The power of partnering for fleets and suppliers

Guest editorial
By Bob Allen

This article was published in the June 2019 edition of NTEA News.

Special feature: A conversation with George Survant, NTEA’s senior director of fleet relations, on the importance of partnerships in the work truck industry.
When a commercial vehicle breaks down on the side of the road or on a job site, the cost of having that specific vehicle unable to be mission-ready can become very expensive, very quickly for the company that owns it. At that moment, the vehicle’s owner really can’t put a price on having a partner that helped create a more reliable truck in the design and build process.

So then why has much of the industry previously built their relationships on a price-driven model at the expense of, well, an actual partnership?

“The ability to rely on stable relationships with suppliers and customers is becoming increasingly important for the long-term reliability of the work product, the reduced time from order to delivery and the builder’s ability to add value to the process,” said George Survant, NTEA’s senior director of fleet relations.

“Reliability is a real value in this equation.”

And what’s the value of unreliability? The cost of a repair, vehicle downtime or more critically the loss to the customer that vehicle was supposed to serve.

“As trucks and the manufacturing process have become more sophisticated, the more effective communication that comes from a partnership relationship creates the foundation for building the complex equipment that is the norm for the industry these days,” Survant said.

“In my experience, when there is a clear and established relationship, better products can become the result,” he said. “Key communication is important in making trucks much more effective in the long term.”

So instead of evaluating strictly on purchase price, “typically, you evaluate your purchase decision based on a total value consideration rather than first price,” Survant said. “In practical terms, what you are buying is experience. There are challenges and problems in building these complex pieces of equipment.”

While mulling over the pros and cons of partnering, consider the landscape of the industry today given the trend toward consolidation, Survant said.

In addition, he emphasized, “The people making buying decisions in the industry have undergone significant turnover in personnel because senior and tenured professionals are exiting the business and taking their vehicle knowledge with them.”

Amid this consolidation and turnover of personnel, partnerships have developed.

Besides being potentially a better approach in a rapidly changing industry, for fleets and truck buyers, building a solid relationship with an established supplier who is likely to be there for you long-term should be given serious consideration, Survant said, because a truck purchased today may last nine to 15 years.

In addition, “There’s a tendency for existing players to become more sophisticated,” he said. “The smart play is to work toward partnerships.”

To buttress his opinion, Survant offers a few reasons.

  1. The more experience buyers and suppliers have with each other leads to better communication, defined expectations and ultimately results in a better vehicle.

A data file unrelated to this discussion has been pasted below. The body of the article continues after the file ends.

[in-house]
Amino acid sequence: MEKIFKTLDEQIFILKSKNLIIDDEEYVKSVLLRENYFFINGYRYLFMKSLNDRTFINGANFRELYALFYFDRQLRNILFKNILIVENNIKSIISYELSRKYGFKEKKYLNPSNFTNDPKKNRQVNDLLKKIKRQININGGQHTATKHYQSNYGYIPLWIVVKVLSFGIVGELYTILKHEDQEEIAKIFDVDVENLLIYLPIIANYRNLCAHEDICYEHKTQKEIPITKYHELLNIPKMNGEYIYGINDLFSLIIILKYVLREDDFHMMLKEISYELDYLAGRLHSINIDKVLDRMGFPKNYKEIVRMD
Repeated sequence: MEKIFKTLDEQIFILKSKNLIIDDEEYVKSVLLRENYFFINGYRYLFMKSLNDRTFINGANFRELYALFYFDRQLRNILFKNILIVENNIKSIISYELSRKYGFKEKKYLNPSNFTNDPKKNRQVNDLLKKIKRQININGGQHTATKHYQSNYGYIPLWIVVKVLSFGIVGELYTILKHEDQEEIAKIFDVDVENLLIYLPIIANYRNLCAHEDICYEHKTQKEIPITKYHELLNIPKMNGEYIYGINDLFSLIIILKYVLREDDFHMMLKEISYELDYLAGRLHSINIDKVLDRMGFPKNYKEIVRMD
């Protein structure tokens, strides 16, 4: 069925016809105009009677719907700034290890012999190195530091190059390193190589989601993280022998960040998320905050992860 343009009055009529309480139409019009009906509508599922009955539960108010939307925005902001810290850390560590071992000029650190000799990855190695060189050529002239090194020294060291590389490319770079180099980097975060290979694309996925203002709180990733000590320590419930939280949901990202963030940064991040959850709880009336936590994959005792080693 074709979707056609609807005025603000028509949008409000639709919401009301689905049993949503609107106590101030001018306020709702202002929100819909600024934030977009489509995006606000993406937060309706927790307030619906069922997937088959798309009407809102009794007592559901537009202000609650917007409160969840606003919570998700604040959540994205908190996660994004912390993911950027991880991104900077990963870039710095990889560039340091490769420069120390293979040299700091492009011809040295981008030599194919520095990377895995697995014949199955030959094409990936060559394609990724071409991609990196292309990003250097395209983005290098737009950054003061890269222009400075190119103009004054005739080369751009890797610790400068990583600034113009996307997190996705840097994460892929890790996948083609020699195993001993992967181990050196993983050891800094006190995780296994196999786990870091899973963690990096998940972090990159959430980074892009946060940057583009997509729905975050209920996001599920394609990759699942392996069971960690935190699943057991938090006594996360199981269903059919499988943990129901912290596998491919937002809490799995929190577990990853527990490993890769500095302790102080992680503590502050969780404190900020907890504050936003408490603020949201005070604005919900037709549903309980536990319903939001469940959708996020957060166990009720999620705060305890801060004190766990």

2. Partnering allows the vendor community to stabilize anticipated inventory and supply. Stability makes just-in-time delivery more effective. Stability saves money for everyone. Conversely, unpredictability can create disruption, and a disruption can create long-term quality problems.
  3. Partnerships allow suppliers and fleet managers to anticipate needs and roll out new products. “It allows for a soft landing for new ideas,” Survant said. It enables better planning and efficient production while incorporating more sophisticated and evolving products.
  4. Then there’s the potentially invaluable partnership with a supplier you trust. In an increasingly sophisticated industry, familiarity breeds contentment. And if the relationship between the customer and supplier has reached the level of partnership, new suppliers will need to do much more than just provide a lower bid. Survant offers an aphorism from another rough-and tumble industry: boxing — where, it is said, it’s not enough for an unknown challenger to just try to wrest the title away from you on points. He has to take it from you — the champ.

“You can’t just beat the champ,” Survant said. “You have to beat him resoundingly.”

Partnerships also can foster relationships driven less by hunch. As a dollars-and-cents example, when a supplier doesn’t know when a customer will pay for the vehicle, is that supplier able to provide their best pricing due to the uncertainty? 

“There’s a real cost embedded in instability,” Survant said.

But with the stability partnerships promise, each side benefits by knowing what its costs will be year over year, he said.

Survant pointed out many NTEA member companies are practitioners of partnerships, doing a “stellar job of cultivating and maintaining long-term relationships in the commercial truck business.”

However, a partnership is a fragile entity that needs constant care and feeding, he said. “Right now, the constant change of personnel within the industry is providing both challenges and opportunities for companies to work more closely together. The best relationships within our industry are based on a willingness for customers and suppliers to support each other.  

“Long-term success needs a long-term relationship.”